Social Choice and Legitimacy : The Possibilities of Impossibility
Governing requires choices, and hence trade-offs between conflicting goals or criteria. This book asserts that legitimate governance requires explanations for such trade-offs and then demonstrates that such explanations can always be found, though not for every possible choice. In so doing, John W. Patty and Elizabeth Maggie Penn use the tools of social choice theory to provide a new and discriminating theory of legitimacy. In contrast with both earlier critics and defenders of social choice theory, Patty and Penn argue that the classic impossibility theorems of Arrow, Gibbard, and Satterthwaite are inescapably relevant to, and indeed justify, democratic institutions. Specifically, these institutions exist to do more than simply make policy - through their procedures and proceedings, these institutions make sense of the trade-offs required when controversial policy decisions must be made.
- Electronic book text
- 30 Jul 2014
- CAMBRIDGE UNIVERSITY PRESS
- Cambridge University Press (Virtual Publishing)
- Cambridge, United Kingdom
- 2 b/w illus. 7 tables
Table of contents
Part I. The Ubiquity of Aggregation: 1. Goals and trade-offs; 2. The debates surrounding social choice; 3. Social choice defended; Part II. A Theory of Legitimate Choice: 4. Legitimacy and choice; 5. Principles and legitimate choice; 6. A social choice theory of legitimacy; 7. Theory and method; Part III. Legitimate Policy Making in Practice: 8. Legislative legitimacy and judicial review; 9. Structuring discussion; 10. Administrative legitimacy; 11. Conclusion.
'Patty and Penn's Social Choice and Legitimacy is a brilliant and breathtaking work. Its innovative reconceptualization of social choice theory offers new and powerful responses to long-standing questions about legitimacy in modern governance. Dynamic historical and contemporary examples further clarify how legitimacy is produced. The book is a worthy successor to Amartya Sen's Collective Choice and Social Welfare and to Jurgen Habermas' Between Facts and Norms. It is an important advance and a deeply rewarding read.' Arthur Lupia, Hal R. Varian Collegiate Professor of Political Science, University of Michigan 'Patty and Penn breathe new life into social choice theory. While reinterpreting old debates with wisdom and care, they develop a fresh and powerful theory of legitimacy. This book will profit anyone who cares about the difficult choices we make and the grounds on which we make them. Best of all, their main discussion, while rigorous, does not require that readers possess advanced technical skills in order to engage the key arguments.' Michael A. Neblo, Ohio State University 'Social choice theory provides axiomatic logic that there exists no nondictatorial method of collectively ranking alternatives. What then can be said of democratic outcomes? In this compelling book, Patty and Penn use formal logic and case studies to demonstrate how democratic institutions employ procedures that result in policy outcomes that, though not ideal, will be legitimate.' Scott E. Page, Leonid Hurwicz Collegiate Professor of Political Science, Complex Systems and Economics, University of Michigan 'Patty and Penn offer a brilliant and creative reinterpretation of seminal results in social choice theory. They use this platform to develop an axiomatic theory of legitimacy, rooted in the notion of principled decision making. The book brings much-needed analytical rigor and clarity to central debates in democratic theory. The authors go to great lengths to make the argument accessible to a nontechnical audience and to illustrate the theory with a series of empirical applications. This is a profound and provocative book that should be on the must-read list of democratic and social choice theorists alike.' Georg Vanberg, Duke University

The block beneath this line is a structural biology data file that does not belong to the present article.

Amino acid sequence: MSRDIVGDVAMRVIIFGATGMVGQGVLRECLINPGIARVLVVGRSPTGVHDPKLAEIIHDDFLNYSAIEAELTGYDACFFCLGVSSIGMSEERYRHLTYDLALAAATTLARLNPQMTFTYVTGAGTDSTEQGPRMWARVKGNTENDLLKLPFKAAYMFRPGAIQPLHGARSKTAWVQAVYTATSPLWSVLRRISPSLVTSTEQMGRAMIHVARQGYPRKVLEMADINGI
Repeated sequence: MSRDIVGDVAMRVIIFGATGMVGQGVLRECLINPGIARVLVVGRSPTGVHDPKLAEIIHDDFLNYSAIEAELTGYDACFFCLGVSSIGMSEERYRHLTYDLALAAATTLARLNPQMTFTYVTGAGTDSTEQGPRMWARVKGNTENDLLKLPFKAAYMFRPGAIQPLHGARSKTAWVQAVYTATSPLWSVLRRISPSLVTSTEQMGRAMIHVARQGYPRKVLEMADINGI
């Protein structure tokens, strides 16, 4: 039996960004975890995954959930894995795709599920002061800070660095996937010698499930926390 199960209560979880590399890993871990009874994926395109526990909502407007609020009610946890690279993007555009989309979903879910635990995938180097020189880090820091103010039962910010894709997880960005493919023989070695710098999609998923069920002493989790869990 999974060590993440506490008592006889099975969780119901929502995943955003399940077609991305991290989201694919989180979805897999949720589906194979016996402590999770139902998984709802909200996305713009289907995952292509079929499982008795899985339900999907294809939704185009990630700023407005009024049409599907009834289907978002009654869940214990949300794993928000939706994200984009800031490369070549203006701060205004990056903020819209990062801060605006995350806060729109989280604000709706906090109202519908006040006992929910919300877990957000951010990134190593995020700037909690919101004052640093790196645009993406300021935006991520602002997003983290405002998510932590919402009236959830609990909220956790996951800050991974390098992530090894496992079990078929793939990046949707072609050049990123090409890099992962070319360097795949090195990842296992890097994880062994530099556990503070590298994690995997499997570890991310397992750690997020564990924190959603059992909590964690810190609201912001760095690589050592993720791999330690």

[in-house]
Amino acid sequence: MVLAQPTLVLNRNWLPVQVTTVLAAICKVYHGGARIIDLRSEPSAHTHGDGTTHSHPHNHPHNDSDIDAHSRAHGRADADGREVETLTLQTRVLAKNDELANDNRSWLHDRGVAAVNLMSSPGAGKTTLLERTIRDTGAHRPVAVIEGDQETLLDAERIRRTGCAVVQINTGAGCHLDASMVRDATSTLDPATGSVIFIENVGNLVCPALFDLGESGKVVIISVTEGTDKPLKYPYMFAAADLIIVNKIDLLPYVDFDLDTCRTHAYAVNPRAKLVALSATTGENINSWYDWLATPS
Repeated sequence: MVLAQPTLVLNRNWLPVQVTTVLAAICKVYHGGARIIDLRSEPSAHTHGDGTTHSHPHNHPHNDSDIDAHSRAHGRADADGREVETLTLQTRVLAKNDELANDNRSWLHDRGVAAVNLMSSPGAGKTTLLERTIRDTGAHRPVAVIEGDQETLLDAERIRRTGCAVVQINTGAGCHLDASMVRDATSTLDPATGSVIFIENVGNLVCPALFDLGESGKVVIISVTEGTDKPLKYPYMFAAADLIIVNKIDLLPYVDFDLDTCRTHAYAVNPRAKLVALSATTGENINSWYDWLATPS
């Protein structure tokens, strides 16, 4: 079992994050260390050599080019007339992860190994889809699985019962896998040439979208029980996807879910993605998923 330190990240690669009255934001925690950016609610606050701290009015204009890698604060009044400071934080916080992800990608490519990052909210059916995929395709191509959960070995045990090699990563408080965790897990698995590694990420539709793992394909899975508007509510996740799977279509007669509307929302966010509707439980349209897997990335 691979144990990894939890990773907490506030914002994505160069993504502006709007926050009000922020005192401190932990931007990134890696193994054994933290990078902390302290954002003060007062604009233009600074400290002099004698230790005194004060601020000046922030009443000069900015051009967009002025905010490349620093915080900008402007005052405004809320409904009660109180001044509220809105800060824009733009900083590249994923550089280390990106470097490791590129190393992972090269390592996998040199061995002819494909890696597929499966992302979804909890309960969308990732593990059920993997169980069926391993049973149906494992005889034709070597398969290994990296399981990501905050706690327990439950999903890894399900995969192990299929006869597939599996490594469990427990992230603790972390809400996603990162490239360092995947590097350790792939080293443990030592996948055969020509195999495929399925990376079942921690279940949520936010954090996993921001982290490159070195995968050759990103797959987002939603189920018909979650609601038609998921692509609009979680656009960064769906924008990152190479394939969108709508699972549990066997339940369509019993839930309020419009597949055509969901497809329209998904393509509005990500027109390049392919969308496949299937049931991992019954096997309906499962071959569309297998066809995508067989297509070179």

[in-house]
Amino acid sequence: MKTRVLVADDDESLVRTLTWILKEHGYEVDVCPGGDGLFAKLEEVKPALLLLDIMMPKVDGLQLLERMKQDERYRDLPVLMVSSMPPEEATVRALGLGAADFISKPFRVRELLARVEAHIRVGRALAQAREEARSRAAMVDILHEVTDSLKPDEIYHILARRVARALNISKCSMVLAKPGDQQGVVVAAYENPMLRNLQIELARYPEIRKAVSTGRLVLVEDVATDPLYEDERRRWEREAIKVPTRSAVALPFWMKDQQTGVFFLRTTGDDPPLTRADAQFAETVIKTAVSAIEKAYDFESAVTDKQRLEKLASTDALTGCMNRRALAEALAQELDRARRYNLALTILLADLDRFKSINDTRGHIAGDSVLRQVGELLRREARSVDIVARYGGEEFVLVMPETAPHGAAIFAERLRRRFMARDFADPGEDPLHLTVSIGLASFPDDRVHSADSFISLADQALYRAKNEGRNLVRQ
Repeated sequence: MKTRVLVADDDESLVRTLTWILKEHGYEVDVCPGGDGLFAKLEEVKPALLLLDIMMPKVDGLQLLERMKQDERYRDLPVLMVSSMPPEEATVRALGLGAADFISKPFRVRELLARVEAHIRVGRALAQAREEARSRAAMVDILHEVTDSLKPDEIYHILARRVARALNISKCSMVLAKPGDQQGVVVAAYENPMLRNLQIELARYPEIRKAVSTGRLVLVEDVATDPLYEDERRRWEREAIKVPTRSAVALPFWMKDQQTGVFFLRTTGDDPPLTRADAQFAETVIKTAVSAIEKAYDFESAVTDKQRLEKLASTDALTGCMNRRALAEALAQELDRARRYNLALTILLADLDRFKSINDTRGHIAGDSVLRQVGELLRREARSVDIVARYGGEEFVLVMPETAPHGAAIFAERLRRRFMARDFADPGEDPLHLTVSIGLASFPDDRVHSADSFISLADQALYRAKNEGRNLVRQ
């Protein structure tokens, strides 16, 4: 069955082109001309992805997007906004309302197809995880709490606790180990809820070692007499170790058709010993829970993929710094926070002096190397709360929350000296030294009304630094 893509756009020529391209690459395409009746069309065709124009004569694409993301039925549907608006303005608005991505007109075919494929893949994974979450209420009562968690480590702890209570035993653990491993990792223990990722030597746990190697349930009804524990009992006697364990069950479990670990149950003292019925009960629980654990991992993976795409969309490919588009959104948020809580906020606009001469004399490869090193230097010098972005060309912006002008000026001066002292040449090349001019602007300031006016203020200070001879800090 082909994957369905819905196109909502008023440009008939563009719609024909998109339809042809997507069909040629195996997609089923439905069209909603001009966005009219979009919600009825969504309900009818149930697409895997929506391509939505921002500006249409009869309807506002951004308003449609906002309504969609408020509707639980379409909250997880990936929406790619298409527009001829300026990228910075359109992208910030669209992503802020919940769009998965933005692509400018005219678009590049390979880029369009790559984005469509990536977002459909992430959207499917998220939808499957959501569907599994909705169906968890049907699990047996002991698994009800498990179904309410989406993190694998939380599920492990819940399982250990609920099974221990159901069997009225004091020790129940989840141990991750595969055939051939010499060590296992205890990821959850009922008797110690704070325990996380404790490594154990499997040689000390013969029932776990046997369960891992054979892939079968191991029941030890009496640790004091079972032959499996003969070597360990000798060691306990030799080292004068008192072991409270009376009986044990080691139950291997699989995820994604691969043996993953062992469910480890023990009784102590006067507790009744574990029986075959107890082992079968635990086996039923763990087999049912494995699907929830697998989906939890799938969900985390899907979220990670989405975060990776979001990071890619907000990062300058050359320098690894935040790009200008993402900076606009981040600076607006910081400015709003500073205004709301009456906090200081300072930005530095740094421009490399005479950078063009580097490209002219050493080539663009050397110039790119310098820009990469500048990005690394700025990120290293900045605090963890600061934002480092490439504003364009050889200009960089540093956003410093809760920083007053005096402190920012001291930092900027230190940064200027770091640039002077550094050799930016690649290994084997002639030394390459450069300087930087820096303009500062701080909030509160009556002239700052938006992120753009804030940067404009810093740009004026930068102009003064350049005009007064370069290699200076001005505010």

About John W. Patty
John W. Patty is Associate Professor of Political Science at Washington University, St Louis. His research focuses on mathematical models of political institutions. His work has been published in various journals, including the American Journal of Political Science, Games and Economic Behavior, the Journal of Politics, the Journal of Theoretical Politics, the Quarterly Journal of Political Science, and Social Choice and Welfare. He also co-authored Learning While Governing (2013) with Sean Gailmard, which won the William H. Riker Prize awarded by the Political Economy Section of the American Political Science Association for the best book published on political economy. Elizabeth Maggie Penn is Associate Professor of Political Science at Washington University, St Louis. A formal political theorist whose work focuses on social choice theory and political institutions, her work has been published in the American Journal of Political Science, the Journal of Politics, the Journal of Theoretical Politics, Mathematical and Computer Modelling, Public Choice, Social Choice and Welfare, and Complexity.